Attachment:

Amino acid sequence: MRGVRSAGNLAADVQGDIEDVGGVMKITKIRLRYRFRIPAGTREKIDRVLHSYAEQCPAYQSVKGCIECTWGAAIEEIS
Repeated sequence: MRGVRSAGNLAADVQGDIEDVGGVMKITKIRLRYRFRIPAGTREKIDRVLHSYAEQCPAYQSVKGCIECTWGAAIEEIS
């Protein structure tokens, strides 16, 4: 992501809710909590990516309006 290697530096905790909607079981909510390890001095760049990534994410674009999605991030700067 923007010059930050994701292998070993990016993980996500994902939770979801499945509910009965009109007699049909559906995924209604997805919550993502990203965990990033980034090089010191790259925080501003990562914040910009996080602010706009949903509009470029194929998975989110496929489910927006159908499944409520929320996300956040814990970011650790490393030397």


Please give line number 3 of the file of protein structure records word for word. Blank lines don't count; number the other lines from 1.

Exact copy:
């Protein structure tokens, strides 16, 4: 992501809710909590990516309006 290697530096905790909607079981909510390890001095760049990534994410674009999605991030700067 923007010059930050994701292998070993990016993980996500994902939770979801499945509910009965009109007699049909559906995924209604997805919550993502990203965990990033980034090089010191790259925080501003990562914040910009996080602010706009949903509009470029194929998975989110496929489910927006159908499944409520929320996300956040814990970011650790490393030397």